that India accounts for 10% of the world’s edible oil consumption.

Mentioning about the major oilseeds, he quoted that groundnut, soy bean, and rape/mustard seeds account for 80% of the total oilseeds grown in India. According to him, the total availability of vegetable oils is about 7.5MT, which is not adequate to meet the domestic demand. The processing industry and the solvent extractors suffer from pervasive sickness because of insufficient and high-cost of raw material and uncompetitive processing makes oils and oil mills and affects export prospects, which is further eroded by invasion of low priced imported oils.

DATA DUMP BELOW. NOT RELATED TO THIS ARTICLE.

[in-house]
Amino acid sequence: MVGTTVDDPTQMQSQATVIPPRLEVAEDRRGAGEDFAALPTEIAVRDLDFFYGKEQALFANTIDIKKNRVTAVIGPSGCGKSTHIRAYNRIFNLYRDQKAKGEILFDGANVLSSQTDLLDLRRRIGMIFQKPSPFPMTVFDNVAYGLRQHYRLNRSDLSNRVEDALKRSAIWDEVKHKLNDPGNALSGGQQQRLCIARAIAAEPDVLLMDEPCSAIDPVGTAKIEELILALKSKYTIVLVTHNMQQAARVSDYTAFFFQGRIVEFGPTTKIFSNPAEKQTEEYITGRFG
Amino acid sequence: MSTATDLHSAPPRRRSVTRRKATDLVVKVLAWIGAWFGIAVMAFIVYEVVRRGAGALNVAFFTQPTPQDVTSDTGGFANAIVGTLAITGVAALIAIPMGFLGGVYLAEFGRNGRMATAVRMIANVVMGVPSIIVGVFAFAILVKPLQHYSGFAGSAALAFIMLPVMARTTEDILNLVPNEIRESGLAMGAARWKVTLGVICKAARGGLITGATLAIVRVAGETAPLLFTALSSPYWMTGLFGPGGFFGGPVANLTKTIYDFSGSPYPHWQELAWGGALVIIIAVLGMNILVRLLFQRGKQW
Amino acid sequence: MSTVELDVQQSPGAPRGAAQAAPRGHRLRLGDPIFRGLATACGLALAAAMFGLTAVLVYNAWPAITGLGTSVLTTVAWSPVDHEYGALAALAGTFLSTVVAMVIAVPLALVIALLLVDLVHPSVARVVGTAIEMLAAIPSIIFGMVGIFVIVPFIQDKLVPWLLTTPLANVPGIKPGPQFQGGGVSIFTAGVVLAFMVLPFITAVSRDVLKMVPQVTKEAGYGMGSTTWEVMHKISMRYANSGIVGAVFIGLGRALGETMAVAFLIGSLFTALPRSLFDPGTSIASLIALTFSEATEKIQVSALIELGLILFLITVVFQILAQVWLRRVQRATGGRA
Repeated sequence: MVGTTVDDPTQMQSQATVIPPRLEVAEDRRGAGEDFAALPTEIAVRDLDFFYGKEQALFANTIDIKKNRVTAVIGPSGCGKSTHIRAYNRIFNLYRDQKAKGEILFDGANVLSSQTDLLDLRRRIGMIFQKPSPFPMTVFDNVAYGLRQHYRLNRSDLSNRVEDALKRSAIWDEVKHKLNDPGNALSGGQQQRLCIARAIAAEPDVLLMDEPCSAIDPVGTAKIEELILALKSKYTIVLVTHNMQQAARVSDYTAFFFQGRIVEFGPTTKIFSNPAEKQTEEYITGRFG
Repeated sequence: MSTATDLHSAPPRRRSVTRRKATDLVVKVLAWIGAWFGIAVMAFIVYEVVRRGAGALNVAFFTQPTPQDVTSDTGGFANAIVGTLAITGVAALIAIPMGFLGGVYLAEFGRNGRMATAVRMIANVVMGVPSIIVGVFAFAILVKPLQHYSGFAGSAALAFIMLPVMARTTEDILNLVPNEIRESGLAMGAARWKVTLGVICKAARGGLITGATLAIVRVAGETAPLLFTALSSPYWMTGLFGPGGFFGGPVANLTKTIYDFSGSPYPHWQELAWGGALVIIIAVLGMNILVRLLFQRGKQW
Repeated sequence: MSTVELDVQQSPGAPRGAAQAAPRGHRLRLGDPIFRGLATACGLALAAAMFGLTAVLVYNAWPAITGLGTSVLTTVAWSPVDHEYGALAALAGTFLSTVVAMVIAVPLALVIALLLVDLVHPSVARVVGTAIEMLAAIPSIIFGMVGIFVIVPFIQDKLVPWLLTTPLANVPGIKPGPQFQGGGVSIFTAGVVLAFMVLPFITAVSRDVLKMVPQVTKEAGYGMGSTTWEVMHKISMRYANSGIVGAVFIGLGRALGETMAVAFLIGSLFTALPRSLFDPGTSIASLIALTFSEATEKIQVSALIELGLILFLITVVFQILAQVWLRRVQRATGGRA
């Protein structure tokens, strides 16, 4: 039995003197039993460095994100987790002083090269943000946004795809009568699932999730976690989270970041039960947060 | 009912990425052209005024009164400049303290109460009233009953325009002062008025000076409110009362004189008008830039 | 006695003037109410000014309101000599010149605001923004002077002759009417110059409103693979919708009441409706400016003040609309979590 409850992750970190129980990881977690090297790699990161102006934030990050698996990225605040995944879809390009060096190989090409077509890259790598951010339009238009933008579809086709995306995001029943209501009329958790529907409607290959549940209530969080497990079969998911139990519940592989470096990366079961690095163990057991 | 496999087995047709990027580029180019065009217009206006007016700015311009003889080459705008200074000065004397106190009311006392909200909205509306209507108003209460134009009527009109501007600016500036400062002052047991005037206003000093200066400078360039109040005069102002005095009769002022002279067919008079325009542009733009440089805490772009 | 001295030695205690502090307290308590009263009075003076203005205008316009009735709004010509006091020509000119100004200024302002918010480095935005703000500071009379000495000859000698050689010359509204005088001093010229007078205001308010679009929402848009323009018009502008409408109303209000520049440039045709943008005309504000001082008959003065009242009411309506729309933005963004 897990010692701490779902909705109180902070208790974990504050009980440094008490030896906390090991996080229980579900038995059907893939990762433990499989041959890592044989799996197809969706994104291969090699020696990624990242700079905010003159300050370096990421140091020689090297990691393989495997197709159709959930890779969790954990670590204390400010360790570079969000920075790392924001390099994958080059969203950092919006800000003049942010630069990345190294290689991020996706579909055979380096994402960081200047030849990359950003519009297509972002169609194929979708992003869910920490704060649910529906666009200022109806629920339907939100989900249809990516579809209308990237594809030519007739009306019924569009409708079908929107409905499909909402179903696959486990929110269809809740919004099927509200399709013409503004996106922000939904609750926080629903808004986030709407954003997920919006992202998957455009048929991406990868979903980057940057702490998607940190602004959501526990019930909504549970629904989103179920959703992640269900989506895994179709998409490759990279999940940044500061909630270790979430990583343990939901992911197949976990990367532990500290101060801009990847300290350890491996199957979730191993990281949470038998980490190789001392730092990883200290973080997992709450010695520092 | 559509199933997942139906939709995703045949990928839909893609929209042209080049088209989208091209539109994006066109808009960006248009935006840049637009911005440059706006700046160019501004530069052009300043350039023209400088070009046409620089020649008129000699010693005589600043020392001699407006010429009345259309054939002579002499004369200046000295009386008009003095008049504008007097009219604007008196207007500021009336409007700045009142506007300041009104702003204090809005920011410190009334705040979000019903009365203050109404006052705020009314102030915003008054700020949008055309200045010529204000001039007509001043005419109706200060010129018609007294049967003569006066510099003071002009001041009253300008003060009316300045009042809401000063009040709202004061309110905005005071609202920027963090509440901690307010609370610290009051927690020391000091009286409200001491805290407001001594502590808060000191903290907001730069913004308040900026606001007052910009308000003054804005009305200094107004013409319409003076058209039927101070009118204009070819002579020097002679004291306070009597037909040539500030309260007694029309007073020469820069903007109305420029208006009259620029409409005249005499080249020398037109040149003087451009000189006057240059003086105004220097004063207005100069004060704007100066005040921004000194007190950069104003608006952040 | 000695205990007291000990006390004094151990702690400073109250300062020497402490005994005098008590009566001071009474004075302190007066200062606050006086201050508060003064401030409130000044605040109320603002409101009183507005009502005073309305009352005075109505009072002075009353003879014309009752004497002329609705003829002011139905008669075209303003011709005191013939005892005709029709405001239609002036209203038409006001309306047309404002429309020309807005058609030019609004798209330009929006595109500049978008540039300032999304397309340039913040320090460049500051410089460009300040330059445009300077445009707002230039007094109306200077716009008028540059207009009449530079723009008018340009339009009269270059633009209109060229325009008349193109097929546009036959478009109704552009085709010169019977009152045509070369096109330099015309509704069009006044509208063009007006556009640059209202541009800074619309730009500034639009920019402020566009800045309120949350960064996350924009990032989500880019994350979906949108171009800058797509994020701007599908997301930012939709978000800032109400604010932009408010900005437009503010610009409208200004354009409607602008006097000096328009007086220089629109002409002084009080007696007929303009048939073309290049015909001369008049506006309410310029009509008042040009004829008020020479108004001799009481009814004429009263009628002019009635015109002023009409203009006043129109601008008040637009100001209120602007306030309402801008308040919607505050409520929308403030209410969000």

This was followed by a presentation on the "Chemical composition and nutritional significance of dietary fats", by Dr. Vajreswari, Deputy Director, NIN. She started her presentation by stating that this topic forms the basis for formulating guidelines for right quality of visible fat consumption. She described the chemical nature of dietary lipids, different classes of fatty acids, the bioconversion of fatty acids, changes in nutritional quality due to processing at industrial and household level and highlighted the characteristics of ideal fat for deep fat frying. TECHNICAL SESSION - II Chairperson Dr. Kamala Krishnaswamy Former Director, NIN Rapporteurs Dr. (Mrs) Kalpagam Polasa, Dy. Director, NIN Dr. M. Raghunath, Dy. Director, NIN The first speaker of the session was Dr. Ghafoorunissa, former Deputy Director (Senior Grade), NIN. She spoke on “Dietary fats: requirements to meet nutritional needs and prevent insulin resistance (IR) and athero-thrombogenesis”. Dr Ghafoorunissa updated the current concepts on metabolic risk factors of syndrome ‘X’ and athero-thrombogenesis. She provided an overview on the central role of dietary fats in modulating several interrelated metabolic events that lead to IR and athero-thrombogenesis and summarized from several international recommendations the safe range of intake of various fatty acids, cholesterol and the need for maintaining good antioxidant status for ensuring optimal health and for prevention of diet related chronic diseases. Her presentation encapsulated the research done at NIN on the quantity and fatty acid composition of invisible fat, visible fat requirement, fatty acid intake in rural and urban populations, PUFA Nutritional Status of Indian Adults, Anti-/pro-atherogenic Effects of Fats and Oils (ghee, palmolein, mustard, canola, sunflower) in relation to groundnut oil as well as varying doses of fish oil supplements. Based on the above studies, she recommended the following: